By Darren A. Heitner*
On its own Fan Page, Facebook describes itself as a service that gives “people the power to share and make the world more open and connected.”[FN1]People over the age of twelve, but not too old to understand how to use a computer keyboard, are able to sign up for a Facebook account and immediately share content and information with the world. Facebook users may upload photos and videos, update their statuses, share links, create events and groups, make comments, write notes, write messages on their own or others’ “Walls,” and send private messages to other users (all of which will hereinafter be referred to as “Published Facebook Content”). Facebook delivers on its promise to permit sharing in an online environment where people can easily get caught up on their friends’ actions and activities. The openness is what makes Facebook extremely desirable; it also makes the platform a potential legal nightmare for those who do not understand how its content may be used as evidence in a lawsuit.
We may disclose information pursuant to subpoenas, court orders, or other requests (including criminal and civil matters) if we have a good faith belief that the response is required by law. This may include respecting requests from jurisdictions outside of the United States where we have a good faith belief that the response is required by law under the local laws in that jurisdiction, apply to users from that jurisdiction, and are consistent with generally accepted international standards. We may also share information when we have a good faith belief it is necessary to prevent fraud or other illegal activity, to prevent imminent bodily harm, or to protect ourselves and you from people violating our Statement of Rights and Responsibilities. This may include sharing information with other companies, lawyers, courts or other government entities.[FN5]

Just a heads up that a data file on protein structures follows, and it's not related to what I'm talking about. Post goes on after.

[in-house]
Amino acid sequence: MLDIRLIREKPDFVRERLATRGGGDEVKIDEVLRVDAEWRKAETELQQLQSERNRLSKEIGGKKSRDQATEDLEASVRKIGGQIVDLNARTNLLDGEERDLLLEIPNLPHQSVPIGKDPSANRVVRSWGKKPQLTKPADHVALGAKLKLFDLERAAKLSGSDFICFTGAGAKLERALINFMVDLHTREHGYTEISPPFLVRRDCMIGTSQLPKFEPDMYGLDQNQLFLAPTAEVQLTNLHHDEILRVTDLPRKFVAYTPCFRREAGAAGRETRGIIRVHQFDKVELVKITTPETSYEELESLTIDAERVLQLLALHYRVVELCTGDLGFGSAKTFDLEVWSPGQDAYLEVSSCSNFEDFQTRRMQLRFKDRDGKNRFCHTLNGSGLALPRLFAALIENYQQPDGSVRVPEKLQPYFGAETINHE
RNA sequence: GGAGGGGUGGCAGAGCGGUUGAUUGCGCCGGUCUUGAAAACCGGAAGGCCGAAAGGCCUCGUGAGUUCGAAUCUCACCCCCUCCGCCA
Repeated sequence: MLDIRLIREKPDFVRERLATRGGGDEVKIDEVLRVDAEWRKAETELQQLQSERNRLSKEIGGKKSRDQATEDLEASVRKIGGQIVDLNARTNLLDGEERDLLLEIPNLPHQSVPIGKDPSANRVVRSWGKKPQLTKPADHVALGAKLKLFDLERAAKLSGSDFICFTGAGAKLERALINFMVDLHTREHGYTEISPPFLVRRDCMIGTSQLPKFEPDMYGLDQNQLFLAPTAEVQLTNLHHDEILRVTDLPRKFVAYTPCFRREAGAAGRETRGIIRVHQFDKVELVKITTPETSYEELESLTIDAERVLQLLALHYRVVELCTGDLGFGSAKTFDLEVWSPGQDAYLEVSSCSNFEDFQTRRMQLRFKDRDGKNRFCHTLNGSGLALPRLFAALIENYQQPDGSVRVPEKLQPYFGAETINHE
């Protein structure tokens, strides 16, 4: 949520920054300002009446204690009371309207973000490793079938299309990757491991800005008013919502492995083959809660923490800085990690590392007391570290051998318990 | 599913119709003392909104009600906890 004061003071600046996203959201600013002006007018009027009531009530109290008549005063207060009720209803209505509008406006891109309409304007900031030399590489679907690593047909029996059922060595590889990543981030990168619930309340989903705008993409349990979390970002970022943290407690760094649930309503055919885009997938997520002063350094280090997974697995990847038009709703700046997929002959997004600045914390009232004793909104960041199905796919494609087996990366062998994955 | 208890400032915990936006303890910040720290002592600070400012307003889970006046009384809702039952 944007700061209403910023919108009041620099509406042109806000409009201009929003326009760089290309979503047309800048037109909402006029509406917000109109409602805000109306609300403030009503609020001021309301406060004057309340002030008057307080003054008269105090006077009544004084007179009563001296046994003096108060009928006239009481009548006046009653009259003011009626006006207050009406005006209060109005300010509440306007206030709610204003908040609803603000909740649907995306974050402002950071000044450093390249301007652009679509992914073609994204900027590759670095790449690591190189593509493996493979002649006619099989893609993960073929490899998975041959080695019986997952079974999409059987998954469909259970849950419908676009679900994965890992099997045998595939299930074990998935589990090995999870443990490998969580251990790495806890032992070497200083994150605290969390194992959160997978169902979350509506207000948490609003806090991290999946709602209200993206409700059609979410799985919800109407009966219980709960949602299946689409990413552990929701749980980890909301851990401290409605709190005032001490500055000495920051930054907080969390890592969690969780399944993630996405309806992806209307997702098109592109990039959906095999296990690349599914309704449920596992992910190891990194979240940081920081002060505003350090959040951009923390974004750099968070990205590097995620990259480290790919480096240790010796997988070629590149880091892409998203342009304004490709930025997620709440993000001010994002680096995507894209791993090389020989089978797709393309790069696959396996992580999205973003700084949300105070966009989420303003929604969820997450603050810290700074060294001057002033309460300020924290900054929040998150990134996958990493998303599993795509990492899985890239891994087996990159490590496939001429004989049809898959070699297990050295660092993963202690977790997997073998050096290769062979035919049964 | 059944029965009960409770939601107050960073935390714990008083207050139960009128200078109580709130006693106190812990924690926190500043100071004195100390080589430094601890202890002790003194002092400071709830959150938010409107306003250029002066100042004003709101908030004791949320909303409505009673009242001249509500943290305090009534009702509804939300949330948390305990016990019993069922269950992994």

Any privacy granted to a Facebook user is only temporary, as Facebook, at any point in time and at its complete discretion, may invoke the aforementioned paragraph and disclose Published Facebook Content to, not only a court of law, but also a private company, attorney, or other governmental entity. Even if Facebook attempts to protect a user’s privacy rights, a court may deem that the Published Facebook Content is discoverable. While there is a deep concern regarding Facebook’s apparent willingness to share Published Facebook Content with companies, lawyers, courts and other government entities, this discussion will focus exclusively on a court’s effort to require Facebook to produce information.
I. Discovery Background